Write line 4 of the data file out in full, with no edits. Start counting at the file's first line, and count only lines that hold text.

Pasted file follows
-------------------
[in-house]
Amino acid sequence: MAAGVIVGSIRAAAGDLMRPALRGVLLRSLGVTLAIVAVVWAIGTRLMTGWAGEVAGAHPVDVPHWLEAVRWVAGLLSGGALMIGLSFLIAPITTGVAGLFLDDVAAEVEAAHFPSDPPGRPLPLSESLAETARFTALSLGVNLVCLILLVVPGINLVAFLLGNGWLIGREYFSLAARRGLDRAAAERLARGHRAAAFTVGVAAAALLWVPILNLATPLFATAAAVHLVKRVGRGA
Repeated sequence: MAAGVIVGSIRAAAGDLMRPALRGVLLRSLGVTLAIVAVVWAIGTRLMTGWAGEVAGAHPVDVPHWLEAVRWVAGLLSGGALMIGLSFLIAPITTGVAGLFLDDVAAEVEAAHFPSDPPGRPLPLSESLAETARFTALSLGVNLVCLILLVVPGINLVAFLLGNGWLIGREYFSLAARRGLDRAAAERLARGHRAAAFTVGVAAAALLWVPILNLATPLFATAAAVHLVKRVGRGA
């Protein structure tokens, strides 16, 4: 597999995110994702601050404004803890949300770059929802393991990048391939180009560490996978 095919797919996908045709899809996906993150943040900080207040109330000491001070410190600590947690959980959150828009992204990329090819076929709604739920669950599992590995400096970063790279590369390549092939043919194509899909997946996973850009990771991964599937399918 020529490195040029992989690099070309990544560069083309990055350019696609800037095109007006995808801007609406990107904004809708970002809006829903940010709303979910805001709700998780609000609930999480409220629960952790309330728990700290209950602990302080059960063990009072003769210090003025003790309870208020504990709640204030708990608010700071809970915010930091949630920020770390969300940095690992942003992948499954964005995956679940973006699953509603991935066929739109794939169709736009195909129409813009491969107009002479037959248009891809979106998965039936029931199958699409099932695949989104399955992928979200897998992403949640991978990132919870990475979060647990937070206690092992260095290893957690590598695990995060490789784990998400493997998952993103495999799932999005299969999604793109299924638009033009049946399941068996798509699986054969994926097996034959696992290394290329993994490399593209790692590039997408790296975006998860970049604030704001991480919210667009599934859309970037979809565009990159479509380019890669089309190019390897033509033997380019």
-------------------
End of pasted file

């Protein structure tokens, strides 16, 4: 597999995110994702601050404004803890949300770059929802393991990048391939180009560490996978 095919797919996908045709899809996906993150943040900080207040109330000491001070410190600590947690959980959150828009992204990329090819076929709604739920669950599992590995400096970063790279590369390549092939043919194509899909997946996973850009990771991964599937399918 020529490195040029992989690099070309990544560069083309990055350019696609800037095109007006995808801007609406990107904004809708970002809006829903940010709303979910805001709700998780609000609930999480409220629960952790309330728990700290209950602990302080059960063990009072003769210090003025003790309870208020504990709640204030708990608010700071809970915010930091949630920020770390969300940095690992942003992948499954964005995956679940973006699953509603991935066929739109794939169709736009195909129409813009491969107009002479037959248009891809979106998965039936029931199958699409099932695949989104399955992928979200897998992403949640991978990132919870990475979060647990937070206690092992260095290893957690590598695990995060490789784990998400493997998952993103495999799932999005299969999604793109299924638009033009049946399941068996798509699986054969994926097996034959696992290394290329993994490399593209790692590039997408790296975006998860970049604030704001991480919210667009599934859309970037979809565009990159479509380019890669089309190019390897033509033997380019």